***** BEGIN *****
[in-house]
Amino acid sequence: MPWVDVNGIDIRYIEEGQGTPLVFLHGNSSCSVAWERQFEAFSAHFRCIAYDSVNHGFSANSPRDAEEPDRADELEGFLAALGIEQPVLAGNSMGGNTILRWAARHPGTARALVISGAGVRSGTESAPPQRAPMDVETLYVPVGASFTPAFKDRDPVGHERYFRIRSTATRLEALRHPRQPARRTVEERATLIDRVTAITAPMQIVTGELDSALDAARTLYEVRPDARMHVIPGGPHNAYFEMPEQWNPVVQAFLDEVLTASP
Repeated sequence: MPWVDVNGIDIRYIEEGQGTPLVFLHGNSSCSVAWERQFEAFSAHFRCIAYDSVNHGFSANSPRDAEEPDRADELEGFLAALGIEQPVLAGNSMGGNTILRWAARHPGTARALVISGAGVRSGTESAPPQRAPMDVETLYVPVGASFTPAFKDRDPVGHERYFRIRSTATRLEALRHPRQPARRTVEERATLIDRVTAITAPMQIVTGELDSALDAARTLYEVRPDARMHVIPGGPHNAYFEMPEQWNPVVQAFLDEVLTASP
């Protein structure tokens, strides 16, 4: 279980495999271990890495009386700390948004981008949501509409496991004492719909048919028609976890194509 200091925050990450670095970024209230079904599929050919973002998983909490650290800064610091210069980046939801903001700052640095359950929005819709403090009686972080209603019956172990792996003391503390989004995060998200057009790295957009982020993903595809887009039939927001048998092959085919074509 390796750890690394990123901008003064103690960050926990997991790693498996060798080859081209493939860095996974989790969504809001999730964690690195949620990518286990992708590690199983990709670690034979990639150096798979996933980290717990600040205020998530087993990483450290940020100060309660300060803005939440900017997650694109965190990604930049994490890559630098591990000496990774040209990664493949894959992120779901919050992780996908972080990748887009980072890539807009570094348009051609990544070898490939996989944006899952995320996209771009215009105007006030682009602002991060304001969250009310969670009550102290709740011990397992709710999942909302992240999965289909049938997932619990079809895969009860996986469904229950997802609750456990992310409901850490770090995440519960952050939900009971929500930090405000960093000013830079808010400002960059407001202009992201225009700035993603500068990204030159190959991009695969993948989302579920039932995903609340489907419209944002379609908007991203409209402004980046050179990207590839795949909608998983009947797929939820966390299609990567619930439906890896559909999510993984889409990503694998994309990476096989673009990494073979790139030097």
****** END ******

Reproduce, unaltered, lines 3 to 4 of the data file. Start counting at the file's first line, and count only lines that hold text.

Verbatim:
Repeated sequence: MPWVDVNGIDIRYIEEGQGTPLVFLHGNSSCSVAWERQFEAFSAHFRCIAYDSVNHGFSANSPRDAEEPDRADELEGFLAALGIEQPVLAGNSMGGNTILRWAARHPGTARALVISGAGVRSGTESAPPQRAPMDVETLYVPVGASFTPAFKDRDPVGHERYFRIRSTATRLEALRHPRQPARRTVEERATLIDRVTAITAPMQIVTGELDSALDAARTLYEVRPDARMHVIPGGPHNAYFEMPEQWNPVVQAFLDEVLTASP
């Protein structure tokens, strides 16, 4: 279980495999271990890495009386700390948004981008949501509409496991004492719909048919028609976890194509 200091925050990450670095970024209230079904599929050919973002998983909490650290800064610091210069980046939801903001700052640095359950929005819709403090009686972080209603019956172990792996003391503390989004995060998200057009790295957009982020993903595809887009039939927001048998092959085919074509 390796750890690394990123901008003064103690960050926990997991790693498996060798080859081209493939860095996974989790969504809001999730964690690195949620990518286990992708590690199983990709670690034979990639150096798979996933980290717990600040205020998530087993990483450290940020100060309660300060803005939440900017997650694109965190990604930049994490890559630098591990000496990774040209990664493949894959992120779901919050992780996908972080990748887009980072890539807009570094348009051609990544070898490939996989944006899952995320996209771009215009105007006030682009602002991060304001969250009310969670009550102290709740011990397992709710999942909302992240999965289909049938997932619990079809895969009860996986469904229950997802609750456990992310409901850490770090995440519960952050939900009971929500930090405000960093000013830079808010400002960059407001202009992201225009700035993603500068990204030159190959991009695969993948989302579920039932995903609340489907419209944002379609908007991203409209402004980046050179990207590839795949909608998983009947797929939820966390299609990567619930439906890896559909999510993984889409990503694998994309990476096989673009990494073979790139030097």